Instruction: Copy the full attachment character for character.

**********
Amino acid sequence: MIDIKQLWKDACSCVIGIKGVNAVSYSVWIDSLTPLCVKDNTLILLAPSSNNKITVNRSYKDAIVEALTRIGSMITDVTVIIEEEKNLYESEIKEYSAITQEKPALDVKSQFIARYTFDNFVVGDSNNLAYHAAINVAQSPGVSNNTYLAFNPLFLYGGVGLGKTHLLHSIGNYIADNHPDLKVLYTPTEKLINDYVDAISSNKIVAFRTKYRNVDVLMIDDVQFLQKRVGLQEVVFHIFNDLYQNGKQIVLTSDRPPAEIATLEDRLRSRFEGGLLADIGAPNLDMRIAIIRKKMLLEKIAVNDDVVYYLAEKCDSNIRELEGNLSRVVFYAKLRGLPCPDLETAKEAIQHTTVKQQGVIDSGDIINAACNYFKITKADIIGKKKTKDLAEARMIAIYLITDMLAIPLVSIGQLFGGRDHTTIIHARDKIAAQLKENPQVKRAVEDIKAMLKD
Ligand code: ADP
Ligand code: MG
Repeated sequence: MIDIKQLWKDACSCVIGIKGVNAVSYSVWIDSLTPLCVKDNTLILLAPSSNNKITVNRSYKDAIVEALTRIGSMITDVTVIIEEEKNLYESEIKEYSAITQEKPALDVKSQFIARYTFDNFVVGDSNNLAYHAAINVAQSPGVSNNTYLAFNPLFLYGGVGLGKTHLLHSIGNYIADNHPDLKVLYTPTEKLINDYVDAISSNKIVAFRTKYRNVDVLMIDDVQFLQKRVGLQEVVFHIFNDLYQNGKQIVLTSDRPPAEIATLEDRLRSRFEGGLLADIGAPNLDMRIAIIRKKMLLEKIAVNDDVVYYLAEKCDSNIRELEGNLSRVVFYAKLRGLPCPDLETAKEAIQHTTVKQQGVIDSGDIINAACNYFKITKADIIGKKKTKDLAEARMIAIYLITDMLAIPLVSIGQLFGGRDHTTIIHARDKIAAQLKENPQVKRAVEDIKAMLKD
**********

Amino acid sequence: MIDIKQLWKDACSCVIGIKGVNAVSYSVWIDSLTPLCVKDNTLILLAPSSNNKITVNRSYKDAIVEALTRIGSMITDVTVIIEEEKNLYESEIKEYSAITQEKPALDVKSQFIARYTFDNFVVGDSNNLAYHAAINVAQSPGVSNNTYLAFNPLFLYGGVGLGKTHLLHSIGNYIADNHPDLKVLYTPTEKLINDYVDAISSNKIVAFRTKYRNVDVLMIDDVQFLQKRVGLQEVVFHIFNDLYQNGKQIVLTSDRPPAEIATLEDRLRSRFEGGLLADIGAPNLDMRIAIIRKKMLLEKIAVNDDVVYYLAEKCDSNIRELEGNLSRVVFYAKLRGLPCPDLETAKEAIQHTTVKQQGVIDSGDIINAACNYFKITKADIIGKKKTKDLAEARMIAIYLITDMLAIPLVSIGQLFGGRDHTTIIHARDKIAAQLKENPQVKRAVEDIKAMLKD
Ligand code: ADP
Ligand code: MG
Repeated sequence: MIDIKQLWKDACSCVIGIKGVNAVSYSVWIDSLTPLCVKDNTLILLAPSSNNKITVNRSYKDAIVEALTRIGSMITDVTVIIEEEKNLYESEIKEYSAITQEKPALDVKSQFIARYTFDNFVVGDSNNLAYHAAINVAQSPGVSNNTYLAFNPLFLYGGVGLGKTHLLHSIGNYIADNHPDLKVLYTPTEKLINDYVDAISSNKIVAFRTKYRNVDVLMIDDVQFLQKRVGLQEVVFHIFNDLYQNGKQIVLTSDRPPAEIATLEDRLRSRFEGGLLADIGAPNLDMRIAIIRKKMLLEKIAVNDDVVYYLAEKCDSNIRELEGNLSRVVFYAKLRGLPCPDLETAKEAIQHTTVKQQGVIDSGDIINAACNYFKITKADIIGKKKTKDLAEARMIAIYLITDMLAIPLVSIGQLFGGRDHTTIIHARDKIAAQLKENPQVKRAVEDIKAMLKD